Chambers calls for facts to be gathered before any rushed decision is taken to scrap key transport service

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Chambers calls for facts to be gathered before any rushed decision is taken to scrap key transport service

Ulster Unionist health spokesperson Alan Chambers MLA has called upon the Department of Health to carry out an impact assessment of the number of people locally who rely on the dial-a-lift service to attend health appointments. The service, which provides approximately 200,000 journeys each year, is at risk of closure in the coming weeks after the Department for Infrastructure confirmed it is currently reviewing its funding.

North Down MLA Alan Chambers said:


“If this really valuable service is allowed to end, I would have serious concerns that for some older people - especially those without the support network of family nearby or friends & neighbours – will ultimately no longer be able to attend their full range of important health appointments.


“I have spoken with a number of users, as well as a range of front-line providers within the local health service, who are genuinely fearful as to how some our most vulnerable people in society will be able to continue to access their service if the dial-a-lift service is scrapped.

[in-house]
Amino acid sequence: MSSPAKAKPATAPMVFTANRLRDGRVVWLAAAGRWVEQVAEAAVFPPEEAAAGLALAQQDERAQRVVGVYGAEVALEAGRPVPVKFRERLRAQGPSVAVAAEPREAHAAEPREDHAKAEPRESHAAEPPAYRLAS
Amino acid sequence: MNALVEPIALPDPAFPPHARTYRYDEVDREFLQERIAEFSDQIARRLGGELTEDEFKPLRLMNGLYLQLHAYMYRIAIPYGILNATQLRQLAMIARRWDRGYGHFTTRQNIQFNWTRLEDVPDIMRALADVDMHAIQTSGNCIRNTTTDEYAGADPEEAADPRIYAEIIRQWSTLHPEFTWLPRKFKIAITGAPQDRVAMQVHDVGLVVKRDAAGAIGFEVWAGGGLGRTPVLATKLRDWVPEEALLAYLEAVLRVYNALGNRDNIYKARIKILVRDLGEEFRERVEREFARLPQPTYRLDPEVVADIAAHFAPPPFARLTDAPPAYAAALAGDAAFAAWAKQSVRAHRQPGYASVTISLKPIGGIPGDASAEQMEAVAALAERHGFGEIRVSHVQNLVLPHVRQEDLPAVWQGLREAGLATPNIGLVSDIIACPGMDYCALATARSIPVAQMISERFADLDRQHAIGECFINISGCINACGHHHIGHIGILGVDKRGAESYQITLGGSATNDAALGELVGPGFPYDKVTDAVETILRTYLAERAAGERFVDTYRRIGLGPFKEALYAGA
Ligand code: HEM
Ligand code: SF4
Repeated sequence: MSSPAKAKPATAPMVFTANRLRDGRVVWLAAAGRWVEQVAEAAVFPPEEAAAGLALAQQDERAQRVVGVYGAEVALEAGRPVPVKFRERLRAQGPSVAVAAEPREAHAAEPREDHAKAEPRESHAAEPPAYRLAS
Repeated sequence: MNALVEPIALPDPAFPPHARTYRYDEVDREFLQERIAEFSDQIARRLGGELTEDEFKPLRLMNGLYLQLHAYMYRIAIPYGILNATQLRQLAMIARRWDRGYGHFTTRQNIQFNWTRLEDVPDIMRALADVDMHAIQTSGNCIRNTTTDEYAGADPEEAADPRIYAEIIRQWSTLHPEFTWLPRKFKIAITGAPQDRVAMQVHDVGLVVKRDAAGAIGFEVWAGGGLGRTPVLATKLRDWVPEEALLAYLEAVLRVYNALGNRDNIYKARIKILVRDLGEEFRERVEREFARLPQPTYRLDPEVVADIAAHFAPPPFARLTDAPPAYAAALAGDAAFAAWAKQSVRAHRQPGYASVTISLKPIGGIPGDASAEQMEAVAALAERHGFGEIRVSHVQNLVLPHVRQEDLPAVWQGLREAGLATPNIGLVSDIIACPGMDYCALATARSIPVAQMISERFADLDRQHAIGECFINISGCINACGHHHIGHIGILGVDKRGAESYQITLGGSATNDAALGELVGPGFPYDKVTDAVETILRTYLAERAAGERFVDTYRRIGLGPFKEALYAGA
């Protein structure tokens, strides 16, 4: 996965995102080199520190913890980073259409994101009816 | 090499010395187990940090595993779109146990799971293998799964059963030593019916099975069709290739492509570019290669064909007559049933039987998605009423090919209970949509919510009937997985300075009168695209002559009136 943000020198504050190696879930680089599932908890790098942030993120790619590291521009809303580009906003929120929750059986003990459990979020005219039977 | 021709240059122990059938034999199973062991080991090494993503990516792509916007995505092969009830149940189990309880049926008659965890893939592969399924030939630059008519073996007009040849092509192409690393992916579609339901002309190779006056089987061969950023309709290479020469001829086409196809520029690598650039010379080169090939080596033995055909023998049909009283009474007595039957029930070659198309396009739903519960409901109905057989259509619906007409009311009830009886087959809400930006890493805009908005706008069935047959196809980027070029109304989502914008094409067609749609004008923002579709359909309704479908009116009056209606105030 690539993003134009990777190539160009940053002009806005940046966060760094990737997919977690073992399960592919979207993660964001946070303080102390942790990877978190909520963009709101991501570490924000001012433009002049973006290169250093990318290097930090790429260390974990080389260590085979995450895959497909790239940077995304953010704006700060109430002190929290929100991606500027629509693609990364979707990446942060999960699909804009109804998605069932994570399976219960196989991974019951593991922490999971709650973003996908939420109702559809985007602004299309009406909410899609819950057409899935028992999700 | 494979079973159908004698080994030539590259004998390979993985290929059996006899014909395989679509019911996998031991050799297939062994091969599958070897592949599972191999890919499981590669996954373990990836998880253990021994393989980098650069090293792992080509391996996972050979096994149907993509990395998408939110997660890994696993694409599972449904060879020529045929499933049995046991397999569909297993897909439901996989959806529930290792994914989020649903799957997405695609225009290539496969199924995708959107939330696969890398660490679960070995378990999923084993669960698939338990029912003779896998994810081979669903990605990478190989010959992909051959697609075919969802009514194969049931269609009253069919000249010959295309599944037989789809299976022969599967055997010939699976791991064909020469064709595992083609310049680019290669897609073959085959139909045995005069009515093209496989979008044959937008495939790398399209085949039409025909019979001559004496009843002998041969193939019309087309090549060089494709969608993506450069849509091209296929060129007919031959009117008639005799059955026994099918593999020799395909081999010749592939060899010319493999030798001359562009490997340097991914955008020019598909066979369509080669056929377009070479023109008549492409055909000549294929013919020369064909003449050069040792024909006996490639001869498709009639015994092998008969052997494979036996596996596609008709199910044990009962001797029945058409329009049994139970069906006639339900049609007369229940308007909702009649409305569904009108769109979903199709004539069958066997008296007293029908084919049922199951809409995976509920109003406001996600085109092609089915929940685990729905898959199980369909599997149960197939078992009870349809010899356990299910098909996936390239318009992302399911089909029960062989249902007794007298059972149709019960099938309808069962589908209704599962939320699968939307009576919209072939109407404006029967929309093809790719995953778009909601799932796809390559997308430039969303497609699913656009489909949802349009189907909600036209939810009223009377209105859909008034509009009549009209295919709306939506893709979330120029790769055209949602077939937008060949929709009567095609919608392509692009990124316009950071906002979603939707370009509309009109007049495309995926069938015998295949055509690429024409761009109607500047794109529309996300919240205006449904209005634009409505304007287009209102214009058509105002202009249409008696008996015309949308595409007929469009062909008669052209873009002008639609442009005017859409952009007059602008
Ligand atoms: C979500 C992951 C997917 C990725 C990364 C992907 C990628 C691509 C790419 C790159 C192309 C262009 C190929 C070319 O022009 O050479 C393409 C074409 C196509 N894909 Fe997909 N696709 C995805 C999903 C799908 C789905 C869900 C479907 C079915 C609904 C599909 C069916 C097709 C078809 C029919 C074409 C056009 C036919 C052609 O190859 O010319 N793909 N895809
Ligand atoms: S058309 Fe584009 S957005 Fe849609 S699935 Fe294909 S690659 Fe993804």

“Whilst I fully appreciate that all Executive Departments are facing major funding uncertainty for the next financial year, I am convinced a decision to cease this service to save only £2m would be an example of the Department for Infrastructure being very penny wise but pound foolish.


“I have now written to the Department of Health asking whether it has carried out its own impact assessment, as well as urging the Department to work with the Health and Social Care Trusts to determine the actual number of patients who rely on this service. If the figures aren’t readily available, the Department must instruct the Trusts to carry out even a provisional assessment so that any decision by the Department for Infrastructure is only made in the full knowledge of the facts.


“Over the years there have been far too many examples of Stormont Departments taking short-term budgetary decisions that have gone on to have disastrous long-term implications. This is one issue that is far too important for that same mistake to be made again.”